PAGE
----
10 Largest Dog Breeds

Updated on August 22, 2019
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Akhila likes to write about the special characteristics and traits of various dog breeds.

Some large dogs can even match up to a human in terms of total size.
Some large dogs can even match up to a human in terms of total size. | Source

The Biggest Dog Breeds

In this article, we are looking at a few of the largest dog breeds. These imposing breeds of dogs can be highly intimidating to some; however, they tend to be sweet and gentle creatures so long as you give them plenty of love, attention, and care. Bigger really is better when it comes to the incomparable companionship and devotion these dogs show towards their owners.

The following breeds are measured ranked based on their mass, looking at the maximum weight they can get to under normal circumstances.

Biggest Breeds of Dogs

  1. St. Bernard
  2. English Mastiff
  3. Great Dane
  4. Tibetan Mastiff
  5. Leonberger
  6. Newfoundland
  7. Irish Wolfhound
  8. Anatolian Shepard
  9. French Mastiff (Dogue de Bordeaux)
  10. Bullmastiff


1. St. Bernard

St. Bernards are dear to most of us because it is the breed of Beethoven, the titular dog in the 1992 family comedy film loved by many. These dogs are the most massive in our list because their weight can range from 64 to 120 kilograms. In fact, a St. Bernard named Benedictine still holds the world record for being the heaviest dog ever at 357 lbs.

St. Bernards are mild-mannered, and children can hang around them without the risk of getting mauled. They have a keen sense of impending danger, be it a natural disaster or otherwise, so they make great rescue dogs. They mostly rely on their impeccable sense of smell. The key with this breed of dog is to start training them at a young age.

A St. Bernard can grow from 70–90 centimeters tall. They come in either a smooth or rough white coating with streaks of brown, red, mahogany or black.

With a life expectancy of 8–10 years, these dogs are prone to bloat, leading to other related health risks such as a twisted stomach, heart problems, and wobbler syndrome. Be sure only to feed them small portions two to three times a day.

2. English Mastiff

This breed of dog can weigh up to 110 kilograms and grow up to 90 centimeters. Known for being square-headed, they also come in interesting colors of golden and light brown, apricot, tiger, brindle, or silver.

English Mastiffs are natural guard dogs. As such, they are observed to be very territorial. They are not fans of barking as they have a calm demeanor but they will spring into action to defend family and area. Communication is the key to a healthy relationship with an English mastiff.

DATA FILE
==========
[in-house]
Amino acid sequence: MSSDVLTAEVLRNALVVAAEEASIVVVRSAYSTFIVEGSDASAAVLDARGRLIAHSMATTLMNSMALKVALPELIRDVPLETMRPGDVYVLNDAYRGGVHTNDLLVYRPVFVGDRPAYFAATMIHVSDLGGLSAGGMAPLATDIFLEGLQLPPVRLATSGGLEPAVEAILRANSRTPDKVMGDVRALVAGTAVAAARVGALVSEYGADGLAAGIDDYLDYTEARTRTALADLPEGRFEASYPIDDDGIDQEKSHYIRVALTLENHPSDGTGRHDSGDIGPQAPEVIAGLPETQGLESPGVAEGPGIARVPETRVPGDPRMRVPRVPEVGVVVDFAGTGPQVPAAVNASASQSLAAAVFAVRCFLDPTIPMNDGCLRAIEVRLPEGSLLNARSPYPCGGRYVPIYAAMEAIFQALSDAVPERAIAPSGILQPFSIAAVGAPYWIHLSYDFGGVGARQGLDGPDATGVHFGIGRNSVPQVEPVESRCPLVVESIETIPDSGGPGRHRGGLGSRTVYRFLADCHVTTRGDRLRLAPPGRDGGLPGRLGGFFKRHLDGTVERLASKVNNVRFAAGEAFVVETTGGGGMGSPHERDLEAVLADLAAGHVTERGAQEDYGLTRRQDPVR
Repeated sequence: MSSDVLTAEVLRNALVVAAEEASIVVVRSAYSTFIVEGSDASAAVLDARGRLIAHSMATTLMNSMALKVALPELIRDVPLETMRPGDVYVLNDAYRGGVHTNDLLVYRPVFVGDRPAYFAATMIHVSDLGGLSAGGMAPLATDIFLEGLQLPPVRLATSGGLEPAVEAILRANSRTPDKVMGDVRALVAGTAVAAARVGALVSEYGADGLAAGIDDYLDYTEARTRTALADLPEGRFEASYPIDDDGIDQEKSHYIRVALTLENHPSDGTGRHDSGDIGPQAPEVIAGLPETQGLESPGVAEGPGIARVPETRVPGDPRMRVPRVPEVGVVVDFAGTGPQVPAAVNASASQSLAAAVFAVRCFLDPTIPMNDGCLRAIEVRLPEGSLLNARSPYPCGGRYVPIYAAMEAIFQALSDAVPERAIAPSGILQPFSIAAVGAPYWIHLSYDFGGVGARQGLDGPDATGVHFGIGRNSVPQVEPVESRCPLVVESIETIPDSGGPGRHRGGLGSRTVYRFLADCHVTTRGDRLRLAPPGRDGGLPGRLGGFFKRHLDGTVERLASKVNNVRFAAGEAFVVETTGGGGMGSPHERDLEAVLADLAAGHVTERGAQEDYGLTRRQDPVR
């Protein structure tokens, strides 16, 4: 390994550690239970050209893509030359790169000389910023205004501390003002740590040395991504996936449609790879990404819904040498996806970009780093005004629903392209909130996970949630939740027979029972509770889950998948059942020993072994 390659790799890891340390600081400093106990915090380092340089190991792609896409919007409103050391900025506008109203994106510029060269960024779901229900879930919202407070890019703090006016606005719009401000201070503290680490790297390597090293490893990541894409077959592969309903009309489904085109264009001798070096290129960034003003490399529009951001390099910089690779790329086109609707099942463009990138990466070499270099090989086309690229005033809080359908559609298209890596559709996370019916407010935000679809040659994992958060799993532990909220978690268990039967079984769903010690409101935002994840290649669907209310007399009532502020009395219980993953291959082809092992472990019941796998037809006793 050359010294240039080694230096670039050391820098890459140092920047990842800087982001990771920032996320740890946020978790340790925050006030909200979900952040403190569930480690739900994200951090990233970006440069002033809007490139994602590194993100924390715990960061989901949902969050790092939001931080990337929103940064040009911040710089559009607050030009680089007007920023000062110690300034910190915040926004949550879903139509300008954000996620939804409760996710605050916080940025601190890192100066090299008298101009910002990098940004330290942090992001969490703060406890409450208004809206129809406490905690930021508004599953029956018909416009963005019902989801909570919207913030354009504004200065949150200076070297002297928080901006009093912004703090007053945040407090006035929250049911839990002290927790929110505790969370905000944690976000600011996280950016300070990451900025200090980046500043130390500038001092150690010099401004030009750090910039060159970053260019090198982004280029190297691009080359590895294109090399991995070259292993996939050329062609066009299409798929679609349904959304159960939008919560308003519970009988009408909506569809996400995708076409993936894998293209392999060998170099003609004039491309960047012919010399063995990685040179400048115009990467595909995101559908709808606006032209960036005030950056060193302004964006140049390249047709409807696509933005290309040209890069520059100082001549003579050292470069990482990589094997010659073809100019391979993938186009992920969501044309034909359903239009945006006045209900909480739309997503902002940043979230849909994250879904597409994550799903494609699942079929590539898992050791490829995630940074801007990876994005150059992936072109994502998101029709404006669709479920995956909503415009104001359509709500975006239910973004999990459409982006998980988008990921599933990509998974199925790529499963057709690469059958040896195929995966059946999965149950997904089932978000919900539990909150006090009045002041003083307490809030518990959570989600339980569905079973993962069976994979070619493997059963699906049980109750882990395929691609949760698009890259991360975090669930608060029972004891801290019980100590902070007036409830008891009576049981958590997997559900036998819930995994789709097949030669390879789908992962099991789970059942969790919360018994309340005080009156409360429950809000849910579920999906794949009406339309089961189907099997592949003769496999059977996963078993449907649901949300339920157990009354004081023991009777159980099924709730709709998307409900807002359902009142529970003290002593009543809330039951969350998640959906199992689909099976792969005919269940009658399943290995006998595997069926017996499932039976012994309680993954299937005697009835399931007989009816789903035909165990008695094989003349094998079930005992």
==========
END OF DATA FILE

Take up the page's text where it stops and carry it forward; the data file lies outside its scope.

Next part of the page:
Having a lifespan of 10–12 years, these dogs are prone to bloat leading to other related health risks. Regulate their meals into frequent small portions.

3. Great Dane

Great Danes are not only heavy but are also a very tall breed of dog. Perhaps the most popular Great Dane familiar to us all is Scooby-Doo. Though he may be animated, he perfectly depicts what this breed of dogs is all about: gigantic, powerful, rectangular-headed, deep-set eyes, friendly, gentle, and charming.

Currently, the world records for the world’s tallest living dog and world’s tallest dog ever are both held by a Great Dane. Giant George, as he is called, weighs 250lbs and is 3 feet 7 inches tall from paw to shoulder. He reportedly consumes 110lbs of food every month.

In general, female Great Danes weigh from 45–59 kilograms and are within 76–86 centimeters tall while the male ones weigh 54–91 kilograms and are within 71–81 centimeters tall. Great Danes are very social and love to be around people. They are especially tolerant of children. This is one of the large dog brees that doesn't shed much. Just like like labradoodle puppies and other crossbreed dogs, Great Danes are hypoallergenic.

The average lifespan of this breed is under ten years. Watch out for bloating, heart disease, and mast cell tumors and your Great Dane can live 12–13 years long.


4. Tibetan Mastiff

This intelligent but fierce, fearless, and strong-willed breed originated from Asia. They may be tenacious and provocative but only do so to protect their families and show their loyalty to their masters. It is advisable to have healthy and commanding communication with these dogs. A good watchdog that barks outside the house, Tibetan Mastiffs are calm indoors.

Ranging from an enormous weight of up to 82 kilograms, this breed can grow as tall as 72 centimeters. Tibetan Mastiffs are also known to be natural pack leaders and they are defensive of their flock, and their courage extends to battling fearful preys such as wolves and leopards.

With a long life expectancy of more than 15 years, this breed is prone to thyroid problems, ear infections, and a genetic condition called Canine Inherited Demyelinative Neuropathy (CIDN) which is known to be fatal.

5. Leonberger

One of the most adaptable, companionable, and loyal breeds of big dogs is the Leonberger. Their breed name, coined from a city in Germany, suits them for having the fur, stance, and composure similar to a lion.

Another trait this breed is known for is having an extraordinary level of intelligence and patience. Instead of being aggressive towards children, it is known to simply walk away. Female Leonbergers can weigh between 45–61 kilograms while males can weigh between 54–77 kilograms. They can grow as tall as 80 centimeters.